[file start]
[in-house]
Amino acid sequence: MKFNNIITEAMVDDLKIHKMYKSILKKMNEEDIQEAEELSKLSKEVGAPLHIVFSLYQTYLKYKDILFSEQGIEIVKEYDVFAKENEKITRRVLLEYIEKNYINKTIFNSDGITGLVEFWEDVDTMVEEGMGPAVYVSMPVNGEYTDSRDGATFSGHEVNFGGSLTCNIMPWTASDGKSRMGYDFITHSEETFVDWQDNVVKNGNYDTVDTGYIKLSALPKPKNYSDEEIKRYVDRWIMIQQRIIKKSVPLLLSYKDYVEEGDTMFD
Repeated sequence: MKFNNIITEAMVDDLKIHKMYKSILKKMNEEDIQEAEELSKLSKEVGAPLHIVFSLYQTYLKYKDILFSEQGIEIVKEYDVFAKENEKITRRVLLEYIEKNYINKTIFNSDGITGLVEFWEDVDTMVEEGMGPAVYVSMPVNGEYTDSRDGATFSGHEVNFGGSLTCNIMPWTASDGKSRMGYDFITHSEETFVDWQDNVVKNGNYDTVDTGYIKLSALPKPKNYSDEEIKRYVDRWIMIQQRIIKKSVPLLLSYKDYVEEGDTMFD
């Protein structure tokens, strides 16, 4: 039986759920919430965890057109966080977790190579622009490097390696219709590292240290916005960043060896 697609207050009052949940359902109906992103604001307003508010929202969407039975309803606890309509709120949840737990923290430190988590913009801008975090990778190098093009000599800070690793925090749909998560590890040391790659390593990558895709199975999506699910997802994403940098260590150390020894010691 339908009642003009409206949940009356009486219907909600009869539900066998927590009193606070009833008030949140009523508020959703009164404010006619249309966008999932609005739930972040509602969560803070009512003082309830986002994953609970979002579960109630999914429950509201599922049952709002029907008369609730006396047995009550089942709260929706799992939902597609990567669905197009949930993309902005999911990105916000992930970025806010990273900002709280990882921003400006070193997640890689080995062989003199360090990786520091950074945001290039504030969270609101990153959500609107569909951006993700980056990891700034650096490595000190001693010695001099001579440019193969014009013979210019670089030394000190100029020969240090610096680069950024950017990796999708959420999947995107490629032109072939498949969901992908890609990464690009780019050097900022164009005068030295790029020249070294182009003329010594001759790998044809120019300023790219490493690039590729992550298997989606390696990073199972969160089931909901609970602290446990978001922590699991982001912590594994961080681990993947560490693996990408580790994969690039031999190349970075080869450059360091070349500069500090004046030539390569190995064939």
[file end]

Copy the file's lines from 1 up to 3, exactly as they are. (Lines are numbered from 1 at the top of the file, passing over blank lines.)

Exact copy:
[in-house]
Amino acid sequence: MKFNNIITEAMVDDLKIHKMYKSILKKMNEEDIQEAEELSKLSKEVGAPLHIVFSLYQTYLKYKDILFSEQGIEIVKEYDVFAKENEKITRRVLLEYIEKNYINKTIFNSDGITGLVEFWEDVDTMVEEGMGPAVYVSMPVNGEYTDSRDGATFSGHEVNFGGSLTCNIMPWTASDGKSRMGYDFITHSEETFVDWQDNVVKNGNYDTVDTGYIKLSALPKPKNYSDEEIKRYVDRWIMIQQRIIKKSVPLLLSYKDYVEEGDTMFD
Repeated sequence: MKFNNIITEAMVDDLKIHKMYKSILKKMNEEDIQEAEELSKLSKEVGAPLHIVFSLYQTYLKYKDILFSEQGIEIVKEYDVFAKENEKITRRVLLEYIEKNYINKTIFNSDGITGLVEFWEDVDTMVEEGMGPAVYVSMPVNGEYTDSRDGATFSGHEVNFGGSLTCNIMPWTASDGKSRMGYDFITHSEETFVDWQDNVVKNGNYDTVDTGYIKLSALPKPKNYSDEEIKRYVDRWIMIQQRIIKKSVPLLLSYKDYVEEGDTMFD